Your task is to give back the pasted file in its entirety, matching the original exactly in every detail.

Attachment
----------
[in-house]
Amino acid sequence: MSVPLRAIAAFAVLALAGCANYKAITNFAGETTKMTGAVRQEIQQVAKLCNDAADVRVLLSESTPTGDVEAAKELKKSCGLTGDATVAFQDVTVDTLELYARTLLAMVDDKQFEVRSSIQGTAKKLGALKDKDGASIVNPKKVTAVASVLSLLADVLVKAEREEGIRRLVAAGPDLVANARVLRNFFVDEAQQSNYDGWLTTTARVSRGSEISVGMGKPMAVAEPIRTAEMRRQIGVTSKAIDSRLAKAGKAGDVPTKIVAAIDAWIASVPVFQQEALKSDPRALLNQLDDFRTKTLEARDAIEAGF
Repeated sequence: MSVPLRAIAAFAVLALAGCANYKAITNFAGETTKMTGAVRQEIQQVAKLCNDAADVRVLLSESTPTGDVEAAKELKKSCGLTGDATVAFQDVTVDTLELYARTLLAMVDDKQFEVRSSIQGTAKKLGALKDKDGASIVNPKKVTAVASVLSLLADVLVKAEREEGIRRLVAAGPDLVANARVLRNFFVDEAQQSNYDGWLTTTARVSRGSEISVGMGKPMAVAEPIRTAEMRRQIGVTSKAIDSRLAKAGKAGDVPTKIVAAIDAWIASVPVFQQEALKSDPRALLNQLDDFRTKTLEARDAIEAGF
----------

[in-house]
Amino acid sequence: MSVPLRAIAAFAVLALAGCANYKAITNFAGETTKMTGAVRQEIQQVAKLCNDAADVRVLLSESTPTGDVEAAKELKKSCGLTGDATVAFQDVTVDTLELYARTLLAMVDDKQFEVRSSIQGTAKKLGALKDKDGASIVNPKKVTAVASVLSLLADVLVKAEREEGIRRLVAAGPDLVANARVLRNFFVDEAQQSNYDGWLTTTARVSRGSEISVGMGKPMAVAEPIRTAEMRRQIGVTSKAIDSRLAKAGKAGDVPTKIVAAIDAWIASVPVFQQEALKSDPRALLNQLDDFRTKTLEARDAIEAGF
Repeated sequence: MSVPLRAIAAFAVLALAGCANYKAITNFAGETTKMTGAVRQEIQQVAKLCNDAADVRVLLSESTPTGDVEAAKELKKSCGLTGDATVAFQDVTVDTLELYARTLLAMVDDKQFEVRSSIQGTAKKLGALKDKDGASIVNPKKVTAVASVLSLLADVLVKAEREEGIRRLVAAGPDLVANARVLRNFFVDEAQQSNYDGWLTTTARVSRGSEISVGMGKPMAVAEPIRTAEMRRQIGVTSKAIDSRLAKAGKAGDVPTKIVAAIDAWIASVPVFQQEALKSDPRALLNQLDDFRTKTLEARDAIEAGF